2018 set all sorts of records in the data center in terms of port shipments, revenue and the amount of CAPEX spent by the largest cloud providers. Looking forward to 2019, we see a year of technology innovation and rapid change as technology adoption cycles compress further.
112Gbit/s SerDes will begin sampling
With 56Gbit/s SerDes just now starting to ship, 2019 will see a host of announcements on next-generation 112Gbit/s SerDes shipments. There will be a lot of design and integration effort in 2019 behind enabling the market to move quickly to 112Gbit/s SerDes.
7nm is the critical technology for 400Gbit/s
All announcements through the end of November 2018 for 400Gbit/s switch chips were based on 16nm technology. By the time the industry gets enough optics volume and enters 2020, the market will move quickly to 400Gbit/s chips based on 7nm technologies.
Chip design will embrace disaggregation – chiplets will become common
The move towards 7nm-based silicon will also start to usher in the chiplet semiconductor architecture, where switch chips and SerDes are developed separately. This will allow for increased product agility and speed and will begin the move towards on-board optics and photonics.
DCI spending will explode alongside 400Gbit/s data center ramp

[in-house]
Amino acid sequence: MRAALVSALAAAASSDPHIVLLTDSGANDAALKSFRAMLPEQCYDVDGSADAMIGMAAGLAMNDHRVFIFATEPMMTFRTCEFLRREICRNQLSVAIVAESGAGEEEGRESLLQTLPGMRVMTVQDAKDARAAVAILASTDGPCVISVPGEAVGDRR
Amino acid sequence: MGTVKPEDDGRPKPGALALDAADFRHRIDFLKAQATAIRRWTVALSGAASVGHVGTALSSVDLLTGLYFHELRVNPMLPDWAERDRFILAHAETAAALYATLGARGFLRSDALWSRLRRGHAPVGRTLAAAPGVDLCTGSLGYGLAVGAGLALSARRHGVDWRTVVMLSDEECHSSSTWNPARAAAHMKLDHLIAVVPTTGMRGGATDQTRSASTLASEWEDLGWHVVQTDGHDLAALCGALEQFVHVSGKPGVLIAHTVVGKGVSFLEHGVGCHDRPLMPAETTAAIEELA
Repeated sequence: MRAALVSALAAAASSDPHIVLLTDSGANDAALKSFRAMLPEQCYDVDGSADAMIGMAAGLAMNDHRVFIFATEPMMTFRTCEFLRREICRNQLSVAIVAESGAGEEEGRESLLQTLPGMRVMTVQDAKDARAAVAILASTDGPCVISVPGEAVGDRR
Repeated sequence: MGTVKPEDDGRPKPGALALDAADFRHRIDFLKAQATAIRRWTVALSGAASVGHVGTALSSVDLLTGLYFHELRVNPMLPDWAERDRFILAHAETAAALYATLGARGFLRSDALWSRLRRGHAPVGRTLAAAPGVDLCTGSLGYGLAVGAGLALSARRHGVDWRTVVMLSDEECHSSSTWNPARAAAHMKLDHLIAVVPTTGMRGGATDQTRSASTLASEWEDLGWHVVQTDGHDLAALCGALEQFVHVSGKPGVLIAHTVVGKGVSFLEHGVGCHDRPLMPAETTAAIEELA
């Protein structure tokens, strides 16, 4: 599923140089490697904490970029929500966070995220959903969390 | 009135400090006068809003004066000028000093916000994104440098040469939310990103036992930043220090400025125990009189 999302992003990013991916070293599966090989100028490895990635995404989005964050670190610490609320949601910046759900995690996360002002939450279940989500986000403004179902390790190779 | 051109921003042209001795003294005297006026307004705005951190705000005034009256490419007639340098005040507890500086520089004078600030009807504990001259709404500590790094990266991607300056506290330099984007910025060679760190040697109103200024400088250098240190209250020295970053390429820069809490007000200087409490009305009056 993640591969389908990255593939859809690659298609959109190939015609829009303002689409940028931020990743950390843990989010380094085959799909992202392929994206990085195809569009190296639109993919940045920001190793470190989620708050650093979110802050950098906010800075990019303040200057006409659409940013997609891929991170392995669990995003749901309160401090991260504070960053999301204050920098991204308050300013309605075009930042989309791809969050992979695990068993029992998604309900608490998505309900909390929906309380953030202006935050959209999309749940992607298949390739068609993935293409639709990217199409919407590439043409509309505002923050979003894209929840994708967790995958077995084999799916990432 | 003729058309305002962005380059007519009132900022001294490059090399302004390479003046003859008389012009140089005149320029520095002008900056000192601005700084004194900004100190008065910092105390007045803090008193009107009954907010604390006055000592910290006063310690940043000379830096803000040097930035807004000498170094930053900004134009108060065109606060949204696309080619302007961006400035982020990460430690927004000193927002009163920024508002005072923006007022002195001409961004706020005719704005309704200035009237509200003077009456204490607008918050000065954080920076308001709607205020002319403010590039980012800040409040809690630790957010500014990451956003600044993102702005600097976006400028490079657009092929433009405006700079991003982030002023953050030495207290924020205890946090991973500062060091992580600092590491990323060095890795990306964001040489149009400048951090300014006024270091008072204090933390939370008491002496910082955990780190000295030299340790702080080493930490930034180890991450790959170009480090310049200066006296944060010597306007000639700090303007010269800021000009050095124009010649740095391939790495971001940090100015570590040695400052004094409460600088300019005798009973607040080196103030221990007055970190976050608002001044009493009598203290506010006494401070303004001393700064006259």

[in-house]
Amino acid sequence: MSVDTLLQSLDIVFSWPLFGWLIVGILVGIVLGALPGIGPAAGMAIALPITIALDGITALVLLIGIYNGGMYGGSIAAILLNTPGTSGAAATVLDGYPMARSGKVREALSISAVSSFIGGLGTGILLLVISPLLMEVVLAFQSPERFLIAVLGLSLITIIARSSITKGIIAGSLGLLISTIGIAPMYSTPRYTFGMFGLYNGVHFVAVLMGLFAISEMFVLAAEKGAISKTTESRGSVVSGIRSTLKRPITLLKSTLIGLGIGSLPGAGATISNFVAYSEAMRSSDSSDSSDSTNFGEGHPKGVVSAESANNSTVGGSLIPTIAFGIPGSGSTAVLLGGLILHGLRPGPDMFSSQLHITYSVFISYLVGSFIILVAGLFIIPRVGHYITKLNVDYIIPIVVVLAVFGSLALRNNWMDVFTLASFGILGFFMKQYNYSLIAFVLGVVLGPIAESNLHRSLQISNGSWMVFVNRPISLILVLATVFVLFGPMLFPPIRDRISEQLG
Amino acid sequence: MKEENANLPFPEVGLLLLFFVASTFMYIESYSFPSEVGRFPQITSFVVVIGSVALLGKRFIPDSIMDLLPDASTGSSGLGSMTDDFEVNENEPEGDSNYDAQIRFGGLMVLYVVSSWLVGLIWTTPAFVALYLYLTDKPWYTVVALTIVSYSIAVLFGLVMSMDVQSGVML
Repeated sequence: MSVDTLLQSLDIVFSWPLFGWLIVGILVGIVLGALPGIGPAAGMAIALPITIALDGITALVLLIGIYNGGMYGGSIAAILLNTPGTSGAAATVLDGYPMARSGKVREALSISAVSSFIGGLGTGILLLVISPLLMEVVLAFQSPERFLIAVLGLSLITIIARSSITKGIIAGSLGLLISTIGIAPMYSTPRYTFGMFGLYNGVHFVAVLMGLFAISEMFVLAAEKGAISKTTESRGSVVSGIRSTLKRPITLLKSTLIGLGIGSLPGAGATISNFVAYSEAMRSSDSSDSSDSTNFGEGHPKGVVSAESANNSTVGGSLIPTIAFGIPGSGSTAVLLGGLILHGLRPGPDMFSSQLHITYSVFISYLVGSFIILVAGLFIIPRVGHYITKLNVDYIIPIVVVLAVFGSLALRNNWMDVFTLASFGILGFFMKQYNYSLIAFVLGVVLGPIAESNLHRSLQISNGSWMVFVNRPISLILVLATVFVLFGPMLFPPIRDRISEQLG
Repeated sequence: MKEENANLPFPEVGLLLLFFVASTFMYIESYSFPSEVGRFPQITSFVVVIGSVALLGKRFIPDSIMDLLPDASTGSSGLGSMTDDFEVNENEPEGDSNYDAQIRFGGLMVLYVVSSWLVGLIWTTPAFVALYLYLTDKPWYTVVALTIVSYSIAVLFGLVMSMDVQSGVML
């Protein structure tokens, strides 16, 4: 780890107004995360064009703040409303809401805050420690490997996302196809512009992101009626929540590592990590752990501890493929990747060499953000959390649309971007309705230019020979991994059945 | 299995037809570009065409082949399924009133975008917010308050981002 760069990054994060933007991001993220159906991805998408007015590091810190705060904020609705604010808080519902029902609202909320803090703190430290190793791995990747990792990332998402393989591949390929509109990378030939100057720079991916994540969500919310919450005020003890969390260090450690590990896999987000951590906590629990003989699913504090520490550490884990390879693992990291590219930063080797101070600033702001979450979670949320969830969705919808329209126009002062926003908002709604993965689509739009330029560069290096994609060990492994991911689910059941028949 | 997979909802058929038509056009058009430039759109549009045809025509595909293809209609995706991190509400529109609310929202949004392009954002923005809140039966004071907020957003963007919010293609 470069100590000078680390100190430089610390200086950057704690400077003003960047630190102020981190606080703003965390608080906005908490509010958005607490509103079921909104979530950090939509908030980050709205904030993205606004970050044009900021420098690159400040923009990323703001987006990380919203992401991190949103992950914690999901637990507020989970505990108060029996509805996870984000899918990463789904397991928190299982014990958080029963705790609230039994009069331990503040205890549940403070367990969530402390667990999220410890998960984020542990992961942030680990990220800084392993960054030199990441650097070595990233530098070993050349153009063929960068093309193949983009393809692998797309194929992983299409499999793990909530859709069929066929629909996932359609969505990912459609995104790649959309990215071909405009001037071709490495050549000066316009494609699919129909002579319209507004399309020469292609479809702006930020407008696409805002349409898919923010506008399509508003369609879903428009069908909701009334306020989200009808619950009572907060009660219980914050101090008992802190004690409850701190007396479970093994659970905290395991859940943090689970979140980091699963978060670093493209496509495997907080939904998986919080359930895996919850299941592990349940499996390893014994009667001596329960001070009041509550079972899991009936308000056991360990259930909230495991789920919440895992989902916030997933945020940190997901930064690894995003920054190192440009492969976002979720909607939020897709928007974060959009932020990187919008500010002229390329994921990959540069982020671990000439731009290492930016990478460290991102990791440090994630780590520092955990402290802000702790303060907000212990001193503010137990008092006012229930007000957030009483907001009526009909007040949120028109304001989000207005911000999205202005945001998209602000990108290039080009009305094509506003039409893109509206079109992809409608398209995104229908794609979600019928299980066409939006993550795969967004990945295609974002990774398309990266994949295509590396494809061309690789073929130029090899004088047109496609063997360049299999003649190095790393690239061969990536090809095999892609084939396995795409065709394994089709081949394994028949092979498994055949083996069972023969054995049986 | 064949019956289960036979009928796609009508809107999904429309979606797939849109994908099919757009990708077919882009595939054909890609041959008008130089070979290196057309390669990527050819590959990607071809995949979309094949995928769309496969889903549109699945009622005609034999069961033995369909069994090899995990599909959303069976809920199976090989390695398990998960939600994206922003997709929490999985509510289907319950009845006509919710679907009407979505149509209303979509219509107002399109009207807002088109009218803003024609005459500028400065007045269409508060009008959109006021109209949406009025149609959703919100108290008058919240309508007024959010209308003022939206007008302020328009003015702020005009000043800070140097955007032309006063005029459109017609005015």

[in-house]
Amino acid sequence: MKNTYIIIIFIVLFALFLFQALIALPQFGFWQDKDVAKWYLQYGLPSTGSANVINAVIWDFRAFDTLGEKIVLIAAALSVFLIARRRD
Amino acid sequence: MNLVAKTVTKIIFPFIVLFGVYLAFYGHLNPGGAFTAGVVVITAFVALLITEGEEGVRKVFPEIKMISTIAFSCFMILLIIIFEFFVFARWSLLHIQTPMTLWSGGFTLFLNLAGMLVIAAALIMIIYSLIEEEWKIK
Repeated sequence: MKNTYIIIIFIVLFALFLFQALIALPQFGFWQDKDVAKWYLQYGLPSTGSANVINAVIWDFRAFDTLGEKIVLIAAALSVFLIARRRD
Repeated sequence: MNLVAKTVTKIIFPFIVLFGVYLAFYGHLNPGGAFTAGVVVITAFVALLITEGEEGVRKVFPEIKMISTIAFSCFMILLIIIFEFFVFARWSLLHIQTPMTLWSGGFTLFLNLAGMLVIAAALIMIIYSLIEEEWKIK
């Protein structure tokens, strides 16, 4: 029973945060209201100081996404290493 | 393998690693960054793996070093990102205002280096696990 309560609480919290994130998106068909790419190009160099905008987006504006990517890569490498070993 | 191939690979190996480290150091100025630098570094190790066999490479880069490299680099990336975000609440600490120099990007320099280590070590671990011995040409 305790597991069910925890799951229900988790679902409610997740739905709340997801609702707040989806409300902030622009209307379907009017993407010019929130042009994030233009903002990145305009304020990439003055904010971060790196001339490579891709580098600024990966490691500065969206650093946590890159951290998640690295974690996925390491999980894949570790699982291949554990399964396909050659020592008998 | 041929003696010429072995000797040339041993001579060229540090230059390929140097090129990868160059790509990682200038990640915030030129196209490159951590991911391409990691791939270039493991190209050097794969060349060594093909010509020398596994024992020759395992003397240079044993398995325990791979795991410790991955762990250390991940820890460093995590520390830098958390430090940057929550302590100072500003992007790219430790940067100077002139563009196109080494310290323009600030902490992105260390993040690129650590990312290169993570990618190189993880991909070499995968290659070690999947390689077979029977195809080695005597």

One of the first use cases for 400Gbit/s will be in the aggregation/core part of the network. Cloud providers will look at 400Gbit/s and above for connecting their data center properties together. This will cause DCI to become a larger part of cloud CAPEX in 2019 and 2020.
Enterprise AI will become more mainstream, and will change network topologies
Artificial intelligence will continue to see massive investment dollars in 2019. The impact on the network will be significant and cause a change in how networks evolve in the data center. We’ll see more network programmability and increased migration to higher speeds because of AI.
Cloud provider architectures will become more proprietary
2019 will see the major US cloud service providers build their own custom server processors, AI processors and network interface cards, increasing the amount of data center spend that is proprietary and purpose built for each company. This will further impact how the supply chain interfaces with cloud service providers and create a mini arms race between them.
Enterprise SD-WAN will drive DC buildouts in colocation providers
As enterprises move from planning to production on their SD-WAN deployments, enterprises will take advantage of the benefits of putting servers in colocation. This will help drive the colocation market and put pressure on some regional colocation companies to consolidate.
OSFP and DDQSP form factors will battle in the market
No change from last year – we’ll have more than one form factor in early 200Gbit/s and 400Gbit/s shipments. This multi-form-factor purchasing is occurring at more than one cloud customer and with two unique form factors, and it will put significant burden on the supply chain, which will likely need to support two form factors for much of the first generation of 400Gbit/s products.
Social media regulation will occur in the US
The US will look at regulating part or all of certain social media companies. This will put new rules on data sovereignty and usage for advertising, which does change where and how data centers are constructed. The base case will be European-like rules, with more concrete regulation possible.